food and beverages

Nestle Will Restrict Kids' Advertising For Sweet Beverages, Edible Treats


Beginning next July, Nestlé will adopt a new policy prohibiting direct advertising to children below age 16 for its confectionery and ice-cream products as well as water-based beverages containing added sugars.

The ban will cover television and online platforms — including social media and gaming — where greater than 25% of the audience is under 16.

Additionally, Nestlé said it will not collect data on minors, and only partner with social media influencers over the age of 18.

“Nestlé is one of the first food and beverage companies to voluntarily adopt such strict standards,” the company said yesterday when announcing the new policy.

In the United States, Nestlé is one of roughly two dozen companies that refrain from advertising to children under age 13 except for products that comply with the Uniform Nutrition Criteria of the Children’s Food and Beverage Advertising Initiative (CFBAI).



CFBAI is a division of the self-regulatory organization BBB National Programs.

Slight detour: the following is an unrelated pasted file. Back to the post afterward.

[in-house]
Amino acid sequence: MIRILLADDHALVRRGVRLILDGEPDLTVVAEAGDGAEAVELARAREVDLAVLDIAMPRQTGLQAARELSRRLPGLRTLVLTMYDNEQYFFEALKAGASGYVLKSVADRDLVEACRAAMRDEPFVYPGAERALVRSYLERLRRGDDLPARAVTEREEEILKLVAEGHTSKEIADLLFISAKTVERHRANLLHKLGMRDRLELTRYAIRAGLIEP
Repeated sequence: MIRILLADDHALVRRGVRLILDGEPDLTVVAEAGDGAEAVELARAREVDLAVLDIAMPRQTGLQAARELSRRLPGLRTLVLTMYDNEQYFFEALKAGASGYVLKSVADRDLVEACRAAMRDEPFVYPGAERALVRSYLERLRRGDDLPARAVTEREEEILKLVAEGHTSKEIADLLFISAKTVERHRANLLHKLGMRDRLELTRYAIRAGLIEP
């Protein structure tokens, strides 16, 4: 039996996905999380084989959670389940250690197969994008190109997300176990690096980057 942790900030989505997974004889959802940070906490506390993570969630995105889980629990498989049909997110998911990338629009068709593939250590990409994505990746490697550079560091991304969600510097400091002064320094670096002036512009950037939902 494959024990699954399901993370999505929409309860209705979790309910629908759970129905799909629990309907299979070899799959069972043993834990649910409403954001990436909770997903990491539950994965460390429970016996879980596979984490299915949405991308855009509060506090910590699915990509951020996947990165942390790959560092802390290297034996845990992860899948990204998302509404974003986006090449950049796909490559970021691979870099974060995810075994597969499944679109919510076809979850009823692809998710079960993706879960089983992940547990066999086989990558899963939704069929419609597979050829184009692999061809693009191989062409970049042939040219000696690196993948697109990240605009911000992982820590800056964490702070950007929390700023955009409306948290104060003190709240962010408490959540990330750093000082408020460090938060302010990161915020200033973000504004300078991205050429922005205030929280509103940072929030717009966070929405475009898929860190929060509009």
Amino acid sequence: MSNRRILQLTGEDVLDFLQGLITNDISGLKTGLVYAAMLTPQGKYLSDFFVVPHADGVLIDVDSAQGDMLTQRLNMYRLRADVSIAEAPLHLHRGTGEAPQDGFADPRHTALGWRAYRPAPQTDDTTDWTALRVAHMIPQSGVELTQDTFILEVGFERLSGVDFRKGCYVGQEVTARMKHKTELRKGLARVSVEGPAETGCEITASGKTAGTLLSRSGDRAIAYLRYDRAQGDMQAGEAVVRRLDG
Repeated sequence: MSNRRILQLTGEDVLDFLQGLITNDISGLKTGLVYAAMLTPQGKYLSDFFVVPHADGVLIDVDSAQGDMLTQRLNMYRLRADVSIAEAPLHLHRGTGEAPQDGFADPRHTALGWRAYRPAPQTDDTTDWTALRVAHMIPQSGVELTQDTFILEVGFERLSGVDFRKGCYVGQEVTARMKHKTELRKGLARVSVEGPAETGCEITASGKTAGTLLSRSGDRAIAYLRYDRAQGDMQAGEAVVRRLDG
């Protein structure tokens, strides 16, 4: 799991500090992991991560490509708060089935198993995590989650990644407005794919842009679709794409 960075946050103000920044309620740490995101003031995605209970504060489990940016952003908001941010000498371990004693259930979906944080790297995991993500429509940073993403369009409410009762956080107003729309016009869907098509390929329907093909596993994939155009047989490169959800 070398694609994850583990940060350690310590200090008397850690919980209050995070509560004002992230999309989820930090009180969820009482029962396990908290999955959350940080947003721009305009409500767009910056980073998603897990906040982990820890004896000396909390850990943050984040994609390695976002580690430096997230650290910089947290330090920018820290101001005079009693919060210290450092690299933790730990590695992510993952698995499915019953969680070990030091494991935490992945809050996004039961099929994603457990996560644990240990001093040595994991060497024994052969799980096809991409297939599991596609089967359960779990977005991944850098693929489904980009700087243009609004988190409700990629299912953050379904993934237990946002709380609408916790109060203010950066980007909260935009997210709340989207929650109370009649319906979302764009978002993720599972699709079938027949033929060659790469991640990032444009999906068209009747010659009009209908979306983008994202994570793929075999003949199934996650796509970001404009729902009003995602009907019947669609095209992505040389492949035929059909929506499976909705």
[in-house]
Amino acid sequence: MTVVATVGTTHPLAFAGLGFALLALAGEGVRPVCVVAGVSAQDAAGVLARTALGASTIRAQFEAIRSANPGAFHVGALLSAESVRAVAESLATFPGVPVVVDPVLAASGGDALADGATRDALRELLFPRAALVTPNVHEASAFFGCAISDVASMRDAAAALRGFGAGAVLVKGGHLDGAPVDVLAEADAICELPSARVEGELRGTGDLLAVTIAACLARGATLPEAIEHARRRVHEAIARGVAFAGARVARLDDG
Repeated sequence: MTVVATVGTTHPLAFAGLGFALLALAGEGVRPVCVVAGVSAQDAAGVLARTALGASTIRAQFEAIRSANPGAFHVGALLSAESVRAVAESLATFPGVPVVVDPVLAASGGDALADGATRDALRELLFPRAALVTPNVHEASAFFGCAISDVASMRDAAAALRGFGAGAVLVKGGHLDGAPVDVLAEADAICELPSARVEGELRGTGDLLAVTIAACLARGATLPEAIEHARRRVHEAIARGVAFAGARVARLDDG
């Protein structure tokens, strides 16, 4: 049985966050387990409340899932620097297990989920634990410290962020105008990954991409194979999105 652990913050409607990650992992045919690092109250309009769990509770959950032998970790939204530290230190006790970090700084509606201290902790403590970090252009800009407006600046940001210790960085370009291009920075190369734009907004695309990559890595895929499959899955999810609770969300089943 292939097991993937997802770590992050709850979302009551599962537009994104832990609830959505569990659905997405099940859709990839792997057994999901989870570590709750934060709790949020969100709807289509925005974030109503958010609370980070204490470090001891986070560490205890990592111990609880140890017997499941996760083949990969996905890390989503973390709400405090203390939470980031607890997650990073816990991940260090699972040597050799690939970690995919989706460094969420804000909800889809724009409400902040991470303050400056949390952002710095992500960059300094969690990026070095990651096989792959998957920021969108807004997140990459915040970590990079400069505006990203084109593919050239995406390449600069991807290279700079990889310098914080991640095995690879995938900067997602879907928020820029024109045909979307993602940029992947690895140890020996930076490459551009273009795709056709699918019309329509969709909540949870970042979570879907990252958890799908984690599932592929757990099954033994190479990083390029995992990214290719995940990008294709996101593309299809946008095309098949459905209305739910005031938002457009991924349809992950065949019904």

“This announcement by Nestlé is another great sign of food companies' continuing commitment to responsible marketing to children,” CFBAI vice president Maureen Enright tells Marketing Daily.

The initiative is tied to the Nestlé For Healthier Kids program, which the company says has made more than 80 million children more knowledgeable about good nutrition, balanced diets and healthy lifestyles through such content as this video.

Nestlé says it has reduced added sugars in its products by 5.1% since 2017.

1 comment about "Nestle Will Restrict Kids' Advertising For Sweet Beverages, Edible Treats".
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  1. Ed Papazian from Media Dynamics Inc, November 30, 2022 at 4:45 p.m.

    As usual the devil is in the details---like how it works. Sure, you can tell your media planners and buyers not to use any TV shows, channels, etc. as well as social media, games, and other media vehicles, which have a certain portion of their users under the age of 16 and you can refrain entirely from using "kid shows". But that doesn't mean that you will not be reaching teens and children as they consitiute a portion---perhaps a smaller portion than their representation in the population, but still a portion--- of the audience of just about every media vehicle. So like it or not, they will still be exposed to your ad messages to some extent.

    Also, what will you say in your ad messages and how will they tell their stories? Will your TV commercials be peopled only by adults---no kids? Will it be made clear that kids shouldn't use the product---not likely? I hope that the folks at Nestle can work things out for the best possible result---but it may not be easy.

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